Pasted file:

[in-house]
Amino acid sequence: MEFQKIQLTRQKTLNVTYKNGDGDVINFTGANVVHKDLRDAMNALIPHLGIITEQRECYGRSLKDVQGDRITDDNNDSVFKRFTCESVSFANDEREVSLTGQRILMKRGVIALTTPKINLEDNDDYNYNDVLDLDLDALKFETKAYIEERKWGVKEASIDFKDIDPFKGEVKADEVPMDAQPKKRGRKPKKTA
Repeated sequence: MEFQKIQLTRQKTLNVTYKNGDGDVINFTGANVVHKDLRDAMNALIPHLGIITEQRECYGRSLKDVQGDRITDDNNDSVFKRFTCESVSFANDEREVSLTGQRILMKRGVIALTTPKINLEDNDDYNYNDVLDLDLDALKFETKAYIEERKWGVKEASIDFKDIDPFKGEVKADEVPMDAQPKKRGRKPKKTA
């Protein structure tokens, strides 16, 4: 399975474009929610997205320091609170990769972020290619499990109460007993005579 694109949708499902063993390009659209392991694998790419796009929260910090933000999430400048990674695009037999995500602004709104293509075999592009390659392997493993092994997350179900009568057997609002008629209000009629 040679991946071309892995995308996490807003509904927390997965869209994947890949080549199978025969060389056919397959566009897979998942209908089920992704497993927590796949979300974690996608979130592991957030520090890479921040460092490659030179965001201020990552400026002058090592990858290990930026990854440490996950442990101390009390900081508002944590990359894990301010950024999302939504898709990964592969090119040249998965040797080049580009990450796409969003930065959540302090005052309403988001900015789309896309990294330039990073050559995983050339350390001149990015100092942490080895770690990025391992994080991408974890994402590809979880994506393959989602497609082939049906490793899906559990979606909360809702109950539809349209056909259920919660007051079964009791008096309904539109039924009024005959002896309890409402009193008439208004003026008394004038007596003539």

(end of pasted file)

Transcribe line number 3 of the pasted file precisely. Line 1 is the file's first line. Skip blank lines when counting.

Repeated sequence: MEFQKIQLTRQKTLNVTYKNGDGDVINFTGANVVHKDLRDAMNALIPHLGIITEQRECYGRSLKDVQGDRITDDNNDSVFKRFTCESVSFANDEREVSLTGQRILMKRGVIALTTPKINLEDNDDYNYNDVLDLDLDALKFETKAYIEERKWGVKEASIDFKDIDPFKGEVKADEVPMDAQPKKRGRKPKKTA